A Question about Controlling the ‘Structure’
In recent Newsletters I have outlined techniques to develop structure in the classroom and have advocated a method of ‘rule making’ that assumes the students are capable of making ‘appropriate’ choices. There is no fundamental problem with this approach however it is important to keep in mind that children are works in progress and we assume they understand what we would consider appropriate.
Until relatively recently it was believed that the brain was fully developed by the time a child turned seven. Since the advent of more sophisticated instruments to examine the brain this assumption has been dismissed and it is well established that the brain does not fully develop until the mid-twenties. This development is not straightforward; there are periods, ‘windows of time’ when the brain prepares itself for the acquisition of new ‘behaviours’ such a sight, personal attachment and all the skills that make us human. At these times the child experiences the particular properties of the environment and learns how to behave in a way that allows them to function in that environment. At the risk of getting ‘off subject’ it is this learning how to behave relative to the environment that is critical to the long-term functionality of that behaviour. In other words if the behaviour, say attachment is developed in a dysfunctional setting, perhaps the mother or father is over anxious, disorganized or suffers from an addiction the behaviours learned by the child at the time will create unhealthy behaviours in a future, functional environment.
The brain matures in two ways, from the bottom up and from the back to the front of the structure. The latter development is through the cerebral cortex where the skills of sight, sound, language, etc. are acquired and situated. The last stage of this development is in the frontal cortex, particularly the prefrontal cortex.
The bottom up development goes from the brain stem, up through the midbrain on to the limbic system and finally the cortex. This is not to say all these parts of the brain are not being used until they are ‘turned on’ of course they are but they are not sculptured, not exquisitely structured until the correct neurological conditions are in place, that is abundant myaline to reinforce developed neural pathways and effective pruning of unused neurons at the end of that process.
And so it’s the prefrontal lobes that are the last to be developed and this task is not complete until the mid to late twenties.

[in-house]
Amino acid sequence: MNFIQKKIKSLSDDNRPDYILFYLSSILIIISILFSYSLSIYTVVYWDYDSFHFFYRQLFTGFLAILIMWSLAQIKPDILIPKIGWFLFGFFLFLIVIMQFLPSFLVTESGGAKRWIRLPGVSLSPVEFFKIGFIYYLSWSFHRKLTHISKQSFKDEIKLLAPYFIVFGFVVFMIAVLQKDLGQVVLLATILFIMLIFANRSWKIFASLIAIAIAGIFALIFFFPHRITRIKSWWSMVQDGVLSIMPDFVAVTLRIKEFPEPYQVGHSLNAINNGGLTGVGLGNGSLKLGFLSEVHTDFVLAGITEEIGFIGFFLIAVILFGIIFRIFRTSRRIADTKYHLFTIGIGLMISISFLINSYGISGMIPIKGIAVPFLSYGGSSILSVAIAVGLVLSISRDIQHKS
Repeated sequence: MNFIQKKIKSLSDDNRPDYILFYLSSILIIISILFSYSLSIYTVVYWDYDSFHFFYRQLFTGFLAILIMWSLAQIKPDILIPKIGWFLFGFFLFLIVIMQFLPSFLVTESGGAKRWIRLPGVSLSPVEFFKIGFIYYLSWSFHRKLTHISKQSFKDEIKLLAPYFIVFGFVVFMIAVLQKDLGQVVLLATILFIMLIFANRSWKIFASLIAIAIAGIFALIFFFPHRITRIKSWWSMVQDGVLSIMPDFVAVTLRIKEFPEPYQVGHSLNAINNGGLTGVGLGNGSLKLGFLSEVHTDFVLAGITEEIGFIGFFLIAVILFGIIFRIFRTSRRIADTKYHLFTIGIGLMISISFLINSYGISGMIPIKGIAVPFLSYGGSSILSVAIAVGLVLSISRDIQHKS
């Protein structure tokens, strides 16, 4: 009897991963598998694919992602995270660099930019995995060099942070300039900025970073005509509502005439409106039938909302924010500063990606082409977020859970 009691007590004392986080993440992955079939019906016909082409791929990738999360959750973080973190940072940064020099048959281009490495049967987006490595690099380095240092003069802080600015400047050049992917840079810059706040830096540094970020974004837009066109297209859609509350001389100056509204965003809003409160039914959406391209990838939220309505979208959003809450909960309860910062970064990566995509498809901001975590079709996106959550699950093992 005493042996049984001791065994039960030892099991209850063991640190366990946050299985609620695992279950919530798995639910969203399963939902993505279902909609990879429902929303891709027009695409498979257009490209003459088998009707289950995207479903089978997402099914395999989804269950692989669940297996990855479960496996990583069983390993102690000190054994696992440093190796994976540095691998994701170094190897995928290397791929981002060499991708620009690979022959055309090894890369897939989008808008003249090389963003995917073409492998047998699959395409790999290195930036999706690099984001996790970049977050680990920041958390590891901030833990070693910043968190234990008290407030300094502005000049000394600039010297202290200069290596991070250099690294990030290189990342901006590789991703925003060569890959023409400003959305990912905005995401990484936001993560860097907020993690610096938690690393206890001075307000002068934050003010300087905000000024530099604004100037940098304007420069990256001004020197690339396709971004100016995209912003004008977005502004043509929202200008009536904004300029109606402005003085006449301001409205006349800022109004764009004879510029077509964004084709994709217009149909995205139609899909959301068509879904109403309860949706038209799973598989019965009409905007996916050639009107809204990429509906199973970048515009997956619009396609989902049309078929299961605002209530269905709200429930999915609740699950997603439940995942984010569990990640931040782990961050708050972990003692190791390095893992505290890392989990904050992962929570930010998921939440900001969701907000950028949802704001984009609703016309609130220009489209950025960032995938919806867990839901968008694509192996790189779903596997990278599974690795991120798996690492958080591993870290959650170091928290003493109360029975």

In 2004 developmental psychologist Slywester described the early development into two ten-year cycles. In both cases the first four years were characterized by an awkward period of learning followed by the gradual mastery and confidence.
During the first ten-year cycle children learn to be ‘human’, to move, communicate and master fundamental living skills. The second ten-year period they focus on becoming productive, reproductive adults. They explore emotional commitment, sexual expression and a ‘vocational’ interest. They learn these skills through testing behaviours in their environment.
The repercussion for the teacher, and for parents is how much choice about what consequences are appropriate for behaviours when we include the students in the construction of their classroom structure. In crude terms the amount of appropriate responsibility is related to their age, their stage of development. The graph below gives a simplistic illustration of how much freedom of choice is appropriate at a given stage of development.
It can be seen that very young children are dependent and it is the carer’s duty to tell them what to do. I often despair when I hear parents ask a six year old what would they like for dinner. Children are incapable of making appropriate decisions about the food that is good for their long-term health just as they are ill prepared for deciding what time to go to bed.
As they get older the issues that you can introduce choice must be those that do not have a direct bearing on their physical or emotional development. As you introduce them to limited control this must be linked to the consequences and their responsibility for those consequences. This is the balancing act all caregivers must satisfy, that is when ever possible you should only allow the child to make choices when the worst case scenario is tolerable for the child.
And so it is in the classroom. As a teacher there are times when you impose conditions that you know are right for their current level of development. You need to know when they can, and should take responsibility and only when they are able to make those decisions. This is true for lessons and for the setting of behaviour standards.